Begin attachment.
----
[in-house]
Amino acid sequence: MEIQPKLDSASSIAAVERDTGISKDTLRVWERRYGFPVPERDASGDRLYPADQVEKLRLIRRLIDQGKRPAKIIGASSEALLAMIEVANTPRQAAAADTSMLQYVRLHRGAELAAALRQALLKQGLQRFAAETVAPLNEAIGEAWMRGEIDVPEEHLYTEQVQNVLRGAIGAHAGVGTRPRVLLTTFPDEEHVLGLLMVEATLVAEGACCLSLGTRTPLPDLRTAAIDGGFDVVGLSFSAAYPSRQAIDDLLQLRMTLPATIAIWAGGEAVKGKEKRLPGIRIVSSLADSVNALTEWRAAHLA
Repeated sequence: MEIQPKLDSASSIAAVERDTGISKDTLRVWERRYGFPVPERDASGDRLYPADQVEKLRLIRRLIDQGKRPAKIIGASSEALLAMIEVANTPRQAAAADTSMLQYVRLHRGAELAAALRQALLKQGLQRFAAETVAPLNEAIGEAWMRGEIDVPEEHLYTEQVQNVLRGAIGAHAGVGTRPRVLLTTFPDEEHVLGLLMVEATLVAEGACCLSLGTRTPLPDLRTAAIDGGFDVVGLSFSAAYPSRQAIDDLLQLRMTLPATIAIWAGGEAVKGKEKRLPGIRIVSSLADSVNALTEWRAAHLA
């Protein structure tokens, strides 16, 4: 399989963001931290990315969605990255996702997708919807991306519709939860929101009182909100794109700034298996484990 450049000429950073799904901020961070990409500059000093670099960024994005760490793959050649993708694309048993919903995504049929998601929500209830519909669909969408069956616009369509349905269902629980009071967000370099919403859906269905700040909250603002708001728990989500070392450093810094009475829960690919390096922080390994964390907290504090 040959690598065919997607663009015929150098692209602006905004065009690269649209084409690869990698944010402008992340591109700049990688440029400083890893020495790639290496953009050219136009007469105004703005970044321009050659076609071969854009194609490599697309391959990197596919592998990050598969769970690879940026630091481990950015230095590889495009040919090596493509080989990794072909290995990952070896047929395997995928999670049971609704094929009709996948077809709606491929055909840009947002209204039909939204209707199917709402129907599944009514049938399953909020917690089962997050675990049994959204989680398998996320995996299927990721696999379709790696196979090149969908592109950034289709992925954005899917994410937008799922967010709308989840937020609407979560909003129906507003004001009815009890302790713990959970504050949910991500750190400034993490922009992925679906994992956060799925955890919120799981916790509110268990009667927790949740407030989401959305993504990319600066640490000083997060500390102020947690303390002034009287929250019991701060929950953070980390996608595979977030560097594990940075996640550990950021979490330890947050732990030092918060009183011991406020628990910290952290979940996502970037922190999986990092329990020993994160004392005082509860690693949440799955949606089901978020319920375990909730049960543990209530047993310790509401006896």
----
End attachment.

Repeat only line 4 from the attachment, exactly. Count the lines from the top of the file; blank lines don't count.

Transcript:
């Protein structure tokens, strides 16, 4: 399989963001931290990315969605990255996702997708919807991306519709939860929101009182909100794109700034298996484990 450049000429950073799904901020961070990409500059000093670099960024994005760490793959050649993708694309048993919903995504049929998601929500209830519909669909969408069956616009369509349905269902629980009071967000370099919403859906269905700040909250603002708001728990989500070392450093810094009475829960690919390096922080390994964390907290504090 040959690598065919997607663009015929150098692209602006905004065009690269649209084409690869990698944010402008992340591109700049990688440029400083890893020495790639290496953009050219136009007469105004703005970044321009050659076609071969854009194609490599697309391959990197596919592998990050598969769970690879940026630091481990950015230095590889495009040919090596493509080989990794072909290995990952070896047929395997995928999670049971609704094929009709996948077809709606491929055909840009947002209204039909939204209707199917709402129907599944009514049938399953909020917690089962997050675990049994959204989680398998996320995996299927990721696999379709790696196979090149969908592109950034289709992925954005899917994410937008799922967010709308989840937020609407979560909003129906507003004001009815009890302790713990959970504050949910991500750190400034993490922009992925679906994992956060799925955890919120799981916790509110268990009667927790949740407030989401959305993504990319600066640490000083997060500390102020947690303390002034009287929250019991701060929950953070980390996608595979977030560097594990940075996640550990950021979490330890947050732990030092918060009183011991406020628990910290952290979940996502970037922190999986990092329990020993994160004392005082509860690693949440799955949606089901978020319920375990909730049960543990209530047993310790509401006896």